There comes a time when we have to choose to either re-conciliate with life or to remain stuck in old patterns.
I chose the former.
Facing the transition into my 30s, I began to question myself whether it would be a right moment to make a step further and pursue the dreams I had left on hold for years. Drowned in professional insecurities and day-to-day challenges, I forgot the freedom of play and the joie-de-vivre, becoming a much too pragmatic version of myself.
I knew I had to choose between leaving my country or keep living here. Faced with previous episodes of depression, I felt that great changes can either save you or bury you. I feared the latter too deeply, thus I decided not to run away from my roots, but to transform them into the wings that would allow me to reach places entangled within the core of my heart.
I began searching for temporary homes that would shelter my hungry spirit; hungry for intriguing beauty, for shape and color, for novelty and otherworldliness.
Like a nomad, I come and go.
Like a nomad, I am transient.
Like a nomad, my only home is within me.
I am on the balcony of the Efta suite at The Vasilicos in Santorini, where I am a guest, a passenger, an ephemeral presence. In front of me lies the bluest blue of them all, emerging from the dance of two lovers – the horizon and the Aegean sea. The sense of infinity is so deep that I feel like floating through space and time. I remember Brâncuși’s Endless Column and I take a self-portrait, just to mark the fact that we are made of solid rock; we dwell inside a universe of celestial harmony and we shall only seek that.
There is a feeling of peace this temporary home gives me. It allows me to see clearly different stages of my life. Innocence and darkness; childlikeness and womanhood; faith and the loss of it. They all collide into a single being, one that only now I have begun to embrace.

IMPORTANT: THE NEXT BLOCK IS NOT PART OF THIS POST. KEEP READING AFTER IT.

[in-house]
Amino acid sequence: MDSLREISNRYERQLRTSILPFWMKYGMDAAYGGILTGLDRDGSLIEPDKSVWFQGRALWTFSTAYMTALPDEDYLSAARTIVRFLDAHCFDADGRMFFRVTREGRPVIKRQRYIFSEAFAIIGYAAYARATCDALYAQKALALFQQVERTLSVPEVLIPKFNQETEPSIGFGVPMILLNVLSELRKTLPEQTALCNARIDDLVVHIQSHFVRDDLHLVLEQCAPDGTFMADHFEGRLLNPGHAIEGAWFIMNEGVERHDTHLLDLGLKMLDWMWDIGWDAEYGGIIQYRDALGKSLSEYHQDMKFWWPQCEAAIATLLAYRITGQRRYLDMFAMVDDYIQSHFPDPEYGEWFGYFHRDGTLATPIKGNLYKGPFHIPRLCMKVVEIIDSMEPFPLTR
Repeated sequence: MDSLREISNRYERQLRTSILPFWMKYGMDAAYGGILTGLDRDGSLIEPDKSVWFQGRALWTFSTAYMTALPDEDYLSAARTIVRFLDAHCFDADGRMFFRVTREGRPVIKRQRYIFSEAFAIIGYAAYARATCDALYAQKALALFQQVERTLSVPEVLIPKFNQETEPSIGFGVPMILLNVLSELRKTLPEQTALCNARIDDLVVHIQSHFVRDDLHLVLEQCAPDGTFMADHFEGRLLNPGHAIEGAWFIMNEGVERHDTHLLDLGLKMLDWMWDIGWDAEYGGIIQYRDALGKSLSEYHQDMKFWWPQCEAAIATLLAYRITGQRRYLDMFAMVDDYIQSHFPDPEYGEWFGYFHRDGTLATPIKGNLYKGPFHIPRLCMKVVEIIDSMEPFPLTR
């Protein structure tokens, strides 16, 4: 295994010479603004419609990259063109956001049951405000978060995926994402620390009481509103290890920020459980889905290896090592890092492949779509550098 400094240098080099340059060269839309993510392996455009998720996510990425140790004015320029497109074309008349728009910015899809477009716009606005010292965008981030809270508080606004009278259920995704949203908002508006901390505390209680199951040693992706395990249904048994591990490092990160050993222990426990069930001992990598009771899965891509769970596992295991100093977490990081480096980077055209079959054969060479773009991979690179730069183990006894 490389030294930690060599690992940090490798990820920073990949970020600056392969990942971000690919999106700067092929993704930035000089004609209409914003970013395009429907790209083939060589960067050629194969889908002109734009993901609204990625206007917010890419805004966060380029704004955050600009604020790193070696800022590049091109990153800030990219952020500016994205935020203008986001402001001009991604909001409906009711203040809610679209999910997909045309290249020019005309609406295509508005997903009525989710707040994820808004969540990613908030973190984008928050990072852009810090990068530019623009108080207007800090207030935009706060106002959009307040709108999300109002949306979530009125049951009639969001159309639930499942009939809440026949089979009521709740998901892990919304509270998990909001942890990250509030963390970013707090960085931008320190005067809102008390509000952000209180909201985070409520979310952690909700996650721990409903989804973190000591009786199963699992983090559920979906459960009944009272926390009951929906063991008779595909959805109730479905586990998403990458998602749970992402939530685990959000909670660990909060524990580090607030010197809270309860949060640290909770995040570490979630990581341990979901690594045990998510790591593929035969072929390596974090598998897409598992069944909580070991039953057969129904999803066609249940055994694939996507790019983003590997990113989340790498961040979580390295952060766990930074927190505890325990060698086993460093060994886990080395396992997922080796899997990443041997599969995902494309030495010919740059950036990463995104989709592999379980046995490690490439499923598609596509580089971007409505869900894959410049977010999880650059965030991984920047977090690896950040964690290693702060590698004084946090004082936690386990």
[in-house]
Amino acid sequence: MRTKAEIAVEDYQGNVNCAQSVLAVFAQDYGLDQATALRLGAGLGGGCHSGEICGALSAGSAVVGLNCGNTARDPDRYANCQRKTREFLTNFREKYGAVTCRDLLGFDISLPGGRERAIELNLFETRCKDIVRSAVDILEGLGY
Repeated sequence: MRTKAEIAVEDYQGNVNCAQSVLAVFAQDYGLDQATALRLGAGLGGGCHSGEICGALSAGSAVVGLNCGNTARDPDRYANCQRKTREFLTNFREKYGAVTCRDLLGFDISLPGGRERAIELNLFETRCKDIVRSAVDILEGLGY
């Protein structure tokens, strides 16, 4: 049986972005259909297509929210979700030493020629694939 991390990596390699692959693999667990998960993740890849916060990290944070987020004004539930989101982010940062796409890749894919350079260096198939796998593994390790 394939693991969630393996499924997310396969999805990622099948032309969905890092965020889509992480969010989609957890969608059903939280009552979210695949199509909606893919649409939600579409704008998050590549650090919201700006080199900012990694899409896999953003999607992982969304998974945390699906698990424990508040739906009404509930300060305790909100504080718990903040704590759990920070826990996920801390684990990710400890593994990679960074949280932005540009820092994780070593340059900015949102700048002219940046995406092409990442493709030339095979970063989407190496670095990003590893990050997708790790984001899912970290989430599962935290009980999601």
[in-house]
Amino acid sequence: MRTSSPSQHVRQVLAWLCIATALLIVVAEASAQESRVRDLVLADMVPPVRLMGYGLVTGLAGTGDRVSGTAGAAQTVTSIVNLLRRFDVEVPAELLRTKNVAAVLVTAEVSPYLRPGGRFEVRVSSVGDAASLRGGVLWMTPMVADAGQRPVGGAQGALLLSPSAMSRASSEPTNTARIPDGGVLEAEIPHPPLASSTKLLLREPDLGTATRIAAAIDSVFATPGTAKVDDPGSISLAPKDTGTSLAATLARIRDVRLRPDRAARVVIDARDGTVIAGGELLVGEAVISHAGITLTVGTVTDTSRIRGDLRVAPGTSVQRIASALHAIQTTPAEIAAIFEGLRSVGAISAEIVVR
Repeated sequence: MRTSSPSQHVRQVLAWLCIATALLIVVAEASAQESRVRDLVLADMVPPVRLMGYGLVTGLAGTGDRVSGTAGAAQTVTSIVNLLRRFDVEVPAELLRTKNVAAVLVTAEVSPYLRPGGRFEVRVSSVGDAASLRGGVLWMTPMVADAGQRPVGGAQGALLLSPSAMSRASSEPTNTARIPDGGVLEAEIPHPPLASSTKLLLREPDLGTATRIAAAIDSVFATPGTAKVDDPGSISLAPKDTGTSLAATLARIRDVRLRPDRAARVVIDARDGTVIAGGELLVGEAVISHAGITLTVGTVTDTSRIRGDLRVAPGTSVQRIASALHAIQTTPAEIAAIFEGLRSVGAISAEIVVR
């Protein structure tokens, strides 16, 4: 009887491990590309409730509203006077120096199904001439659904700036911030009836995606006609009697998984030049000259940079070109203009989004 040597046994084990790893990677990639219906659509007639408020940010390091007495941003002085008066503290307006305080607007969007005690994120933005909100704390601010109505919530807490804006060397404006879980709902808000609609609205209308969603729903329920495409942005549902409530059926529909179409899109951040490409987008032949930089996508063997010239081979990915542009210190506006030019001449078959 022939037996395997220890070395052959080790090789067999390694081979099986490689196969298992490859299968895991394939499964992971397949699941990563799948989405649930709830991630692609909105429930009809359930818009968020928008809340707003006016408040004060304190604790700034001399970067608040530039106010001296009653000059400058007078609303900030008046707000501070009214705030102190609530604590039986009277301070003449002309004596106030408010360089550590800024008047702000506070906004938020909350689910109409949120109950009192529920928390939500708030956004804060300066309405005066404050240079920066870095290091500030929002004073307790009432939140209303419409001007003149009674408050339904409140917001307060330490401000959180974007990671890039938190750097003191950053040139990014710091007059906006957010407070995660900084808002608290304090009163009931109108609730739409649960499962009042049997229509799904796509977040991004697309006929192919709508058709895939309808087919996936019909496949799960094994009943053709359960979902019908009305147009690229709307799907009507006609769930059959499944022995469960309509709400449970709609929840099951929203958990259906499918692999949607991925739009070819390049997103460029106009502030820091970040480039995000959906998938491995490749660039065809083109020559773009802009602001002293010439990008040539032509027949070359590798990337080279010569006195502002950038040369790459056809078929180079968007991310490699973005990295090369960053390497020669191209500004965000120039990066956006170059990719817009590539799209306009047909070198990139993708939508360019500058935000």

As I explore further, the village of Imerovigli reveals itself as a mixture of the past and the present. I try to gasp its historicity as much as I can, yet I cannot be left untouched by its modern structures.
I notice a man wearing a cap with Santorini written on it; I cannot see his face, but I can tell he is smoking his cigar behind the low fence of his house, like a portal between the crowds of tourists and his solitude.
In panoramic corners of the village, multiple photo-shoots take place at the same time. They all look deal with the same aesthetics – women dressed in shiny, voluminous dresses (called “flying Santorini dresses” on the Internet) pose with the sea behind them, while sun-heated assistants hold and release their colorful trains.
The villagers seem somehow absent within all this scenery, like ghostly presences trying to mind their own business while crowds of tourists pass by on the steep, narrow paths of Imerovigli. I try to imagine life before tourism, but I simply can’t; only vintage postcards found inside my suite show a glimpse of it and I can reckon the modesty and quietness this place used to be veiled into.
Back home, a sense of surrealism strikes me; I return to a city which sinks itself in cars and concrete, smoke and waste day by day. I miss the serenity that had temporarily filled my spirit. Yet I feel grateful for the flash of beauty that Santorini offered me. For a while, I am healed. For a while, I can breathe. I am not stuck. I am an emotion in motion. Until the next journey, I make peace with my decision and move on. Move; it’s the only way inwards.